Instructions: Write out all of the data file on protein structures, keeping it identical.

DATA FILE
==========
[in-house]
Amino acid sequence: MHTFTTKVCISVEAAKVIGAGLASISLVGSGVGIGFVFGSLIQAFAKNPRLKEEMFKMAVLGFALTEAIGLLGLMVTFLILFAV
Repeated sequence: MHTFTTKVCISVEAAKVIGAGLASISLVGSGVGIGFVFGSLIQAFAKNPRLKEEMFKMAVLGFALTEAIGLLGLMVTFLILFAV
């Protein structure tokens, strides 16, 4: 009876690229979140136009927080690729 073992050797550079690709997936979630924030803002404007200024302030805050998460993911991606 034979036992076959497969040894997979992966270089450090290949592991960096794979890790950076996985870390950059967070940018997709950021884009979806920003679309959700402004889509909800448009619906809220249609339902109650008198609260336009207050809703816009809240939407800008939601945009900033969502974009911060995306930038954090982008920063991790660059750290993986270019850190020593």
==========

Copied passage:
[in-house]
Amino acid sequence: MHTFTTKVCISVEAAKVIGAGLASISLVGSGVGIGFVFGSLIQAFAKNPRLKEEMFKMAVLGFALTEAIGLLGLMVTFLILFAV
Repeated sequence: MHTFTTKVCISVEAAKVIGAGLASISLVGSGVGIGFVFGSLIQAFAKNPRLKEEMFKMAVLGFALTEAIGLLGLMVTFLILFAV
């Protein structure tokens, strides 16, 4: 009876690229979140136009927080690729 073992050797550079690709997936979630924030803002404007200024302030805050998460993911991606 034979036992076959497969040894997979992966270089450090290949592991960096794979890790950076996985870390950059967070940018997709950021884009979806920003679309959700402004889509909800448009619906809220249609339902109650008198609260336009207050809703816009809240939407800008939601945009900033969502974009911060995306930038954090982008920063991790660059750290993986270019850190020593």